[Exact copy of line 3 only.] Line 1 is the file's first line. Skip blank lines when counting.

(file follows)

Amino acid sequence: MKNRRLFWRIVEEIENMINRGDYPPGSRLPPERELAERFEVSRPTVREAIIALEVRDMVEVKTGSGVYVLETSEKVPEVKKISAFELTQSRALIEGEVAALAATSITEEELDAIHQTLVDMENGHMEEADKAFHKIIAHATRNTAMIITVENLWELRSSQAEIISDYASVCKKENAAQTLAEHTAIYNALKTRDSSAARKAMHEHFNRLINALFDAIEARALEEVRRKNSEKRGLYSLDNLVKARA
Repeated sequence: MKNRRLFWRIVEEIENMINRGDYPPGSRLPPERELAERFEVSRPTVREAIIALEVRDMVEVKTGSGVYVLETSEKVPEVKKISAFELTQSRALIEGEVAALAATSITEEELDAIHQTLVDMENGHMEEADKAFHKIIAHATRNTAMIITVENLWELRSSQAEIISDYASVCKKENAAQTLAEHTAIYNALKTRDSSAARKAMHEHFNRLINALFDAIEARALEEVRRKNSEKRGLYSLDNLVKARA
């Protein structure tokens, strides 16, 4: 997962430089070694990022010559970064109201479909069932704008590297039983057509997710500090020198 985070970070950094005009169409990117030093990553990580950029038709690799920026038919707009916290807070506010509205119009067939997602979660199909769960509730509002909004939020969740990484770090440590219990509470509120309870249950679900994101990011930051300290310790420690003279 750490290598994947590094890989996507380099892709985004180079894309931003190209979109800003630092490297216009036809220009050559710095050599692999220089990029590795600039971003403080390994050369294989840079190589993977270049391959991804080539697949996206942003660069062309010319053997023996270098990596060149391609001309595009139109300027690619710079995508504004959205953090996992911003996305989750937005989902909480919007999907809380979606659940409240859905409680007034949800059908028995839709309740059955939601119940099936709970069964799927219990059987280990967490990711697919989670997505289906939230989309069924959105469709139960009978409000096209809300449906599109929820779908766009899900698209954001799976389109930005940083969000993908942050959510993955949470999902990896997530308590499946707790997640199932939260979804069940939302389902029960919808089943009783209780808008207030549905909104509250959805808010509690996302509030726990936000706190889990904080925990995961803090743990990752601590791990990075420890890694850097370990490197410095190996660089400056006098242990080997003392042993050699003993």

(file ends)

């Protein structure tokens, strides 16, 4: 997962430089070694990022010559970064109201479909069932704008590297039983057509997710500090020198 985070970070950094005009169409990117030093990553990580950029038709690799920026038919707009916290807070506010509205119009067939997602979660199909769960509730509002909004939020969740990484770090440590219990509470509120309870249950679900994101990011930051300290310790420690003279 750490290598994947590094890989996507380099892709985004180079894309931003190209979109800003630092490297216009036809220009050559710095050599692999220089990029590795600039971003403080390994050369294989840079190589993977270049391959991804080539697949996206942003660069062309010319053997023996270098990596060149391609001309595009139109300027690619710079995508504004959205953090996992911003996305989750937005989902909480919007999907809380979606659940409240859905409680007034949800059908028995839709309740059955939601119940099936709970069964799927219990059987280990967490990711697919989670997505289906939230989309069924959105469709139960009978409000096209809300449906599109929820779908766009899900698209954001799976389109930005940083969000993908942050959510993955949470999902990896997530308590499946707790997640199932939260979804069940939302389902029960919808089943009783209780808008207030549905909104509250959805808010509690996302509030726990936000706190889990904080925990995961803090743990990752601590791990990075420890890694850097370990490197410095190996660089400056006098242990080997003392042993050699003993």